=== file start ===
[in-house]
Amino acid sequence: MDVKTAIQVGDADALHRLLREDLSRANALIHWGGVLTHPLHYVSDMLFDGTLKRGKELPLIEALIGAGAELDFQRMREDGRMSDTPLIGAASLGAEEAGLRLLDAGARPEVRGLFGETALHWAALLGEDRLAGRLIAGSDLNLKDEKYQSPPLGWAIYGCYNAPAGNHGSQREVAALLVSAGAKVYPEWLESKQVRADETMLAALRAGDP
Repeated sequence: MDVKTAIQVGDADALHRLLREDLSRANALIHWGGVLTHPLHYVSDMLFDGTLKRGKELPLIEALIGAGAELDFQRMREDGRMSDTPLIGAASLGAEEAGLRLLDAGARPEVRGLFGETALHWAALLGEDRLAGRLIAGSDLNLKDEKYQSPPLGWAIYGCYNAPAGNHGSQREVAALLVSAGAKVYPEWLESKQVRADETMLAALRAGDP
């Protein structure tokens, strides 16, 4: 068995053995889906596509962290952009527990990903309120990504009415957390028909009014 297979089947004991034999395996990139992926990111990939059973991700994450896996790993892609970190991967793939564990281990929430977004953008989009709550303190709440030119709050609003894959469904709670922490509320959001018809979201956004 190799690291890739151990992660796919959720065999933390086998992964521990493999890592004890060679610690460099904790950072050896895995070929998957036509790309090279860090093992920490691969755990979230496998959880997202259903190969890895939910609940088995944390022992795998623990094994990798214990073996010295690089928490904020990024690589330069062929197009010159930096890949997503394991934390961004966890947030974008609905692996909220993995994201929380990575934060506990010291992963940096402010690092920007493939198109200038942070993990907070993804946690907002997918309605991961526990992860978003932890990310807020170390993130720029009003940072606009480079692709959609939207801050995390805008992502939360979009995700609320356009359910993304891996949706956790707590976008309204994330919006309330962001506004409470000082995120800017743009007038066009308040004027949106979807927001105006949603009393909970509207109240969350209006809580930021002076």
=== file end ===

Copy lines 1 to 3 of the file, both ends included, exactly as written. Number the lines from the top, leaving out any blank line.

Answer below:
[in-house]
Amino acid sequence: MDVKTAIQVGDADALHRLLREDLSRANALIHWGGVLTHPLHYVSDMLFDGTLKRGKELPLIEALIGAGAELDFQRMREDGRMSDTPLIGAASLGAEEAGLRLLDAGARPEVRGLFGETALHWAALLGEDRLAGRLIAGSDLNLKDEKYQSPPLGWAIYGCYNAPAGNHGSQREVAALLVSAGAKVYPEWLESKQVRADETMLAALRAGDP
Repeated sequence: MDVKTAIQVGDADALHRLLREDLSRANALIHWGGVLTHPLHYVSDMLFDGTLKRGKELPLIEALIGAGAELDFQRMREDGRMSDTPLIGAASLGAEEAGLRLLDAGARPEVRGLFGETALHWAALLGEDRLAGRLIAGSDLNLKDEKYQSPPLGWAIYGCYNAPAGNHGSQREVAALLVSAGAKVYPEWLESKQVRADETMLAALRAGDP